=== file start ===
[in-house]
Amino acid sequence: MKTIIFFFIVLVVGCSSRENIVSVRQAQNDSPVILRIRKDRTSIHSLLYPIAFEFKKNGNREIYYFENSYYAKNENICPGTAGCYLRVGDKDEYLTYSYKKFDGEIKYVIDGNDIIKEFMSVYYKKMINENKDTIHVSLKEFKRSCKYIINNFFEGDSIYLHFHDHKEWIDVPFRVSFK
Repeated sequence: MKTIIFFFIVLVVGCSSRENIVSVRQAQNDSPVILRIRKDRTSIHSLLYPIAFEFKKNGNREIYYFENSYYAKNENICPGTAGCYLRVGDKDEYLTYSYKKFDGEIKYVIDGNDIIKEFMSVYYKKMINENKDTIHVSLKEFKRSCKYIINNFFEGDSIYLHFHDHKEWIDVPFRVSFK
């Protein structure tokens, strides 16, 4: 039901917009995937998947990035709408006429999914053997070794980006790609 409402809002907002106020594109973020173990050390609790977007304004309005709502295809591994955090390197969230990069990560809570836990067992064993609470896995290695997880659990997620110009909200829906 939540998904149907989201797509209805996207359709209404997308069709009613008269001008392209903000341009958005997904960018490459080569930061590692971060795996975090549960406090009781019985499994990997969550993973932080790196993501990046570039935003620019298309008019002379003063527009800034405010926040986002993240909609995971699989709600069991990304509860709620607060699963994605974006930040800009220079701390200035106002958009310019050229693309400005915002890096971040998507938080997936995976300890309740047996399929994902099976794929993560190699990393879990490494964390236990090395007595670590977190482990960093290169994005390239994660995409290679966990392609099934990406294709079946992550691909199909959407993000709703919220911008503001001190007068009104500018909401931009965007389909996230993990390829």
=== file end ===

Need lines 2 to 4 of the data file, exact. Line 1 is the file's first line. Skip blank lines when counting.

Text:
Amino acid sequence: MKTIIFFFIVLVVGCSSRENIVSVRQAQNDSPVILRIRKDRTSIHSLLYPIAFEFKKNGNREIYYFENSYYAKNENICPGTAGCYLRVGDKDEYLTYSYKKFDGEIKYVIDGNDIIKEFMSVYYKKMINENKDTIHVSLKEFKRSCKYIINNFFEGDSIYLHFHDHKEWIDVPFRVSFK
Repeated sequence: MKTIIFFFIVLVVGCSSRENIVSVRQAQNDSPVILRIRKDRTSIHSLLYPIAFEFKKNGNREIYYFENSYYAKNENICPGTAGCYLRVGDKDEYLTYSYKKFDGEIKYVIDGNDIIKEFMSVYYKKMINENKDTIHVSLKEFKRSCKYIINNFFEGDSIYLHFHDHKEWIDVPFRVSFK
């Protein structure tokens, strides 16, 4: 039901917009995937998947990035709408006429999914053997070794980006790609 409402809002907002106020594109973020173990050390609790977007304004309005709502295809591994955090390197969230990069990560809570836990067992064993609470896995290695997880659990997620110009909200829906 939540998904149907989201797509209805996207359709209404997308069709009613008269001008392209903000341009958005997904960018490459080569930061590692971060795996975090549960406090009781019985499994990997969550993973932080790196993501990046570039935003620019298309008019002379003063527009800034405010926040986002993240909609995971699989709600069991990304509860709620607060699963994605974006930040800009220079701390200035106002958009310019050229693309400005915002890096971040998507938080997936995976300890309740047996399929994902099976794929993560190699990393879990490494964390236990090395007595670590977190482990960093290169994005390239994660995409290679966990392609099934990406294709079946992550691909199909959407993000709703919220911008503001001190007068009104500018909401931009965007389909996230993990390829």